That's also why I rate Cobb ahead of people I otherwise would consider superior hitters, like Williams and Musial.

                      But Ruth was a monster. He led his league in slugging 13 times in 14 years, including in a season where he was repeatedly suspended. He outhomered entire teams. And he was scarcely a one-dimensional player. He had a higher lifetime batting average than Tony Gwynn. Not counting guys who didn't play full careers (i.e., Hornsby [played about 1.5 seasons while player-managing from age 34 to age 41], Joe Jackson, O'Doul, Delahanty), Ruth had a higher lifetime BATTING average than every 20th Century player except Ty Cobb (who is tons ahead of the rest), Speaker and Williams. He had a higher lifetime OBP, a more important stat, than everyone but Williams. And prior to Steroid Ball and cheats like McGwire, Sosa and Bonds, he had a HR% which was preposterously better than anyone else's--1 per 11.76 AB's; Kiner, in a shortened career, was 2nd at 1 every 14.11 AB's.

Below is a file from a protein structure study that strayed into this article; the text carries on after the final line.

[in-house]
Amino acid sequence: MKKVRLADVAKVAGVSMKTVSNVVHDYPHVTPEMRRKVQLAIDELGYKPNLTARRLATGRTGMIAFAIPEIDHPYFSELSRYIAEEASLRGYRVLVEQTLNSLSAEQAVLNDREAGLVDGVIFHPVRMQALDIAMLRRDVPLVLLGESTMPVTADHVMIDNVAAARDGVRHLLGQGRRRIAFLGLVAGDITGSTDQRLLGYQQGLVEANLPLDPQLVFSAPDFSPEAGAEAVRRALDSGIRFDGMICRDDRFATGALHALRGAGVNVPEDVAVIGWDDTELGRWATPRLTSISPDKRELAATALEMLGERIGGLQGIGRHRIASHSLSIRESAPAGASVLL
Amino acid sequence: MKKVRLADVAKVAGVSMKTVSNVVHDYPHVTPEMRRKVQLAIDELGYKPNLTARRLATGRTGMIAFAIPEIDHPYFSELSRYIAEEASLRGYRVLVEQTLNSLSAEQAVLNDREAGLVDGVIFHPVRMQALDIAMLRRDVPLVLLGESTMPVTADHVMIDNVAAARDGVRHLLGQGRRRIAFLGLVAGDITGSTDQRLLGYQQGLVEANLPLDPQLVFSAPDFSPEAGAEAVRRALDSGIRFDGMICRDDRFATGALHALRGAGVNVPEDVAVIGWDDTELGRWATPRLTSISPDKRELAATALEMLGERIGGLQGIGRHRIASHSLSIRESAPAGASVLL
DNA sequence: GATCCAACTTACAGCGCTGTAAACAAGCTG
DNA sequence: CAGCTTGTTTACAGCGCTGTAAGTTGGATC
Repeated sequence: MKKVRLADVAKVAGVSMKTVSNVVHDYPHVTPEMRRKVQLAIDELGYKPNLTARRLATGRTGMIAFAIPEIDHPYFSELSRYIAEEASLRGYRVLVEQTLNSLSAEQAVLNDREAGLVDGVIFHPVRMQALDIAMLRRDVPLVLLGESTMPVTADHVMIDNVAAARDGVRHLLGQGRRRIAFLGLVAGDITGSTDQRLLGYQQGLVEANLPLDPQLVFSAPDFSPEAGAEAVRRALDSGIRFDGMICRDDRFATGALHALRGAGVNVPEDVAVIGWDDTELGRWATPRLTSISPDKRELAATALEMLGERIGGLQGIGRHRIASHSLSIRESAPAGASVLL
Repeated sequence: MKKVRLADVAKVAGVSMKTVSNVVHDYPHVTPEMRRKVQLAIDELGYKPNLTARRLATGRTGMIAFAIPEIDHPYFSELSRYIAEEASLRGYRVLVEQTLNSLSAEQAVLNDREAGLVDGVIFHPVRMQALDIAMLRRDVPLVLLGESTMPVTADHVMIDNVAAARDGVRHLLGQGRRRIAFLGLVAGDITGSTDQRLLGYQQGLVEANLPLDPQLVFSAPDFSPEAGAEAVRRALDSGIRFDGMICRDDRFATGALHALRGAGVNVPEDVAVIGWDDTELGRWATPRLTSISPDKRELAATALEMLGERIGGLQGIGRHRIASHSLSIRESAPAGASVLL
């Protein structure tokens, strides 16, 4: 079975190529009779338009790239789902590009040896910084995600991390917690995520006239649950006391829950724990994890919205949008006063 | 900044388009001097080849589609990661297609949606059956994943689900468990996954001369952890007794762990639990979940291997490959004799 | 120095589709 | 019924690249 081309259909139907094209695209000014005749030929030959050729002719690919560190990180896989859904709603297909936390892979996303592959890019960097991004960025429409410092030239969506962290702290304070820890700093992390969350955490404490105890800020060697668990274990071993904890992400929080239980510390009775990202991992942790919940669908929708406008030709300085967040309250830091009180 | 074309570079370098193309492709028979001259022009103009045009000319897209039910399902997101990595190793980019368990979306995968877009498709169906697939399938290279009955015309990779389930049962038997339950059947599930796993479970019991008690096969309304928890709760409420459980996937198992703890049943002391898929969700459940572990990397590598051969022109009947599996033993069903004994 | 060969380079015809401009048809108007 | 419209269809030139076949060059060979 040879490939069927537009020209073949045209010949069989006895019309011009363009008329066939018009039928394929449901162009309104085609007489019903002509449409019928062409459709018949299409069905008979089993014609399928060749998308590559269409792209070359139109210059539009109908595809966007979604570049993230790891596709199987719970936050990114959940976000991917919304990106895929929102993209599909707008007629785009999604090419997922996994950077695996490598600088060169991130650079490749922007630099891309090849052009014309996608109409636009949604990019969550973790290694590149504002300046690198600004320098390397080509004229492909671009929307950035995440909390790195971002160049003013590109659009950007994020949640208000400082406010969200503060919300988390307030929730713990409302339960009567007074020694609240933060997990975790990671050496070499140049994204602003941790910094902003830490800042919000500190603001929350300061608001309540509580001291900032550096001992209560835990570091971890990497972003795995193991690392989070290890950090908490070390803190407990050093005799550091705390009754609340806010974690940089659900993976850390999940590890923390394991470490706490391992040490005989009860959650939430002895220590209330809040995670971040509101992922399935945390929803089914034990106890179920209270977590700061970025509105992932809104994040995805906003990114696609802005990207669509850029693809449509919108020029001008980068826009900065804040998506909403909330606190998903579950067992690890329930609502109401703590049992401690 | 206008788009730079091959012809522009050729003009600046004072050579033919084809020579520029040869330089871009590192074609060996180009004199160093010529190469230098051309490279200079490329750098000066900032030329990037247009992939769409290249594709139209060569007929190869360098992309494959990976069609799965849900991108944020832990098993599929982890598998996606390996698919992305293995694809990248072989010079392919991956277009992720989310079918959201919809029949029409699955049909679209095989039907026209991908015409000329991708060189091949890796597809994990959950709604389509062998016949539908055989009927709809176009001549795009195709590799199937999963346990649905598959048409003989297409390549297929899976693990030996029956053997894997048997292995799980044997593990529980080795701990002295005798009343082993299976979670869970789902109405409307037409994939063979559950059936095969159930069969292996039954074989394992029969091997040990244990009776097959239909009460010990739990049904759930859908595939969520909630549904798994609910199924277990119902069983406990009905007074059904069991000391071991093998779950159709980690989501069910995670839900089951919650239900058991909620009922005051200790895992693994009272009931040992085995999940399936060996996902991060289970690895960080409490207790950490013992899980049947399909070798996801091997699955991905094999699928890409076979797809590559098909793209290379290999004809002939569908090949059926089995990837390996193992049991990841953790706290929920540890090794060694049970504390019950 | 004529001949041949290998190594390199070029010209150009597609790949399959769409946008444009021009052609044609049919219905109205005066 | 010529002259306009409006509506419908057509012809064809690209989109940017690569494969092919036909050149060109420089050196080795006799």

So he got on base more often than everybody but one guy. The next closest 20th Century player was TWENTY-SEVEN points behind him.

                      He had a preposterous edge in career slugging average, despite wasting five years hitting a dead baseball in a humongous RF. The next closest guys, Williams and Gehrig, are FIFTY-SIX and FIFTY-EIGHT points behind him, respectively.

                      He was 3 points behind Speaker and 2 points behind Williams in career batting average, among guys with full careers in the 20th Century. Only Cobb was significantly ahead, and obviously he was way ahead (24 or 25 points, depending on which figure you use for Cobb--I was raised on the .367 figure).